Last week I mentioned some tough critique I had received for my questionable beliefs about the stranglehold the Christmas holidays have over Western society. In particular, MasterDebator had the following to say to my first piece on opting out of Christmas:
“Why don’t YOU completely give up Christmas yourself, hurt everyone’s feelings to do so and see how it goes before you broadcast to everyone that this is the morally right thing to do.”
Now, I know a gauntlet when I see one. And this particular person has been challenging me to new heights from eating dog food in elementary school to jumping into San Francisco Bay just last year. I’ve never backed down from a MasterDebator challenge and I’ve always emerged a better person for it, and this time will be no different. Here it is for the world to see:
I solemnly swear to completely give up Christmas next year.
Everyone now has fair warning – I will not be giving or receiving presents, cards, saying “Merry Christmas”, attending parties, or even producing any Christmas-themed videos, despite how much I was looking forward to making my “patchouli hair” piano rendition of “All I Want for Christmas”. I will, however, be keeping the spirit of Christmas alive by engaging in charitable pursuits that alleviate suffering and spread knowledge in the world.
Continuing on this topic, I mentioned in “How to Opt Out of Christmas” that you should start planning your boycott in October of next year. I now realize this is too late. Right now is the time to start opting out, if that is your wish. Here’s a 1-2-3 on what you need to do, and readers feel free to chime in with suggestions, as I am still a white belt opter out:
1) make a list of people to whom you normally give gifts at Christmas. Periodically review the list and do nice or thoughtful things for these people at random or unexpected times.1
2) plan a charity retreat for as much of the “critical period” as possible – that’s all of December through the first week of January. Consider volunteering at a farm, a disaster relief site, or working with a larger organization like Habitat for Humanity.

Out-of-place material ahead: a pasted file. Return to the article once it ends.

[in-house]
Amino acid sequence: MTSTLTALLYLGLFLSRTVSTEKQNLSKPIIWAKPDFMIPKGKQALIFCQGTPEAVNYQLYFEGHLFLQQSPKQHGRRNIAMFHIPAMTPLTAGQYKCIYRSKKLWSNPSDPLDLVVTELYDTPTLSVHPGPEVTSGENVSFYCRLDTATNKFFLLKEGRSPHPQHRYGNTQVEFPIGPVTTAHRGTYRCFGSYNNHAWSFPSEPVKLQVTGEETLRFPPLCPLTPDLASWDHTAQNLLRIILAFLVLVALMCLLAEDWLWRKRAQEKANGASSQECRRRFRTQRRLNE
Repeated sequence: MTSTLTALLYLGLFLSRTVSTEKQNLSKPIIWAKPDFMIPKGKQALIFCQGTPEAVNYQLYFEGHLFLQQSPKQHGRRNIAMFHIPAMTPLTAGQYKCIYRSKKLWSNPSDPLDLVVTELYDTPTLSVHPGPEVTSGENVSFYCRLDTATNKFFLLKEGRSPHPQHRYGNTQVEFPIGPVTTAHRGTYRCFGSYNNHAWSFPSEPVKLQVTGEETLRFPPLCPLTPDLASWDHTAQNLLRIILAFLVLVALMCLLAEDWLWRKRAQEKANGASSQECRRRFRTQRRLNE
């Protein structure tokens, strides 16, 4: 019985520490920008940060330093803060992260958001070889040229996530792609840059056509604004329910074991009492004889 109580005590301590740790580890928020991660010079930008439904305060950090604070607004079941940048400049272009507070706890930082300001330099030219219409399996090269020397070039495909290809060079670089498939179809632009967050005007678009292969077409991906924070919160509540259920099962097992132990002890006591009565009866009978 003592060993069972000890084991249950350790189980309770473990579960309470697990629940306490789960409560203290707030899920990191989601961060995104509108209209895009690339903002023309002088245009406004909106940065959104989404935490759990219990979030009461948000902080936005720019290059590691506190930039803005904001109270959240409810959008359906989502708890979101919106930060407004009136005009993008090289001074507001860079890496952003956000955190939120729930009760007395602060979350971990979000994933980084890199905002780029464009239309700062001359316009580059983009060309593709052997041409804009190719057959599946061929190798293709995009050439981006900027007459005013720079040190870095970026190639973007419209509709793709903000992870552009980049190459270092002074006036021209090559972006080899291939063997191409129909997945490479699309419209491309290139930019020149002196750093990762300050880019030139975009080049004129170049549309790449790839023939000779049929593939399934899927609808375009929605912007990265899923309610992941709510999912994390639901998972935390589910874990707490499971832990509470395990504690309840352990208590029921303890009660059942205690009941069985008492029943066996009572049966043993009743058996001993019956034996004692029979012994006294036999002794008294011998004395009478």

3) if you need to stay local, check with shelters, schools, churches and see what activities they have planned.2 Or start planning your own centered around something you can share, whether it be your cooking, a skill, or simply your company.
This idea of a charity retreat is one way parents who have already indoctrinated their children into the annual Christmas routine of excessive consumption can instill some real values while not completely erasing the holiday from memory. OK, I know MasterDebator, better wait until I have children of my own before I start telling all the parents out there to blast Santa Claus and his good-behavior-rewarding ways from the poor children’s experience. Fine, I’ll start with just me and let people know how it goes – but that’ll be on the to-do list for parenting when the time comes, along with homeschooling and other difficult but worthwhile pursuits (looking forward already to the conversations with my one and only on the subject!).
There is more to say on these topics, and I left MasterDebator’s last critique in the balance. That’s a long answer but if I had to do it in one sentence I’d simply say – we are all a product of the good and evil that exists in the world; still we can and should renounce the evil and pursue the good, for the betterment of ourselves, the species, the planet, and the universe.
That’s it for this week. Next week I look forward to delving into why it matters less than nil that it is a “new year”, and why resolutions based on that fact will never work. Happy week ahead!
1 This will help alleviate any concern about hurting others’ feelings, which MasterDebator pointed out is somewhat callous
2 Yes, I am critical of some of these institutions but they do also engage in good works
- A Christmas Piano Tutorial
- The Ginza Farmers Market (a primer)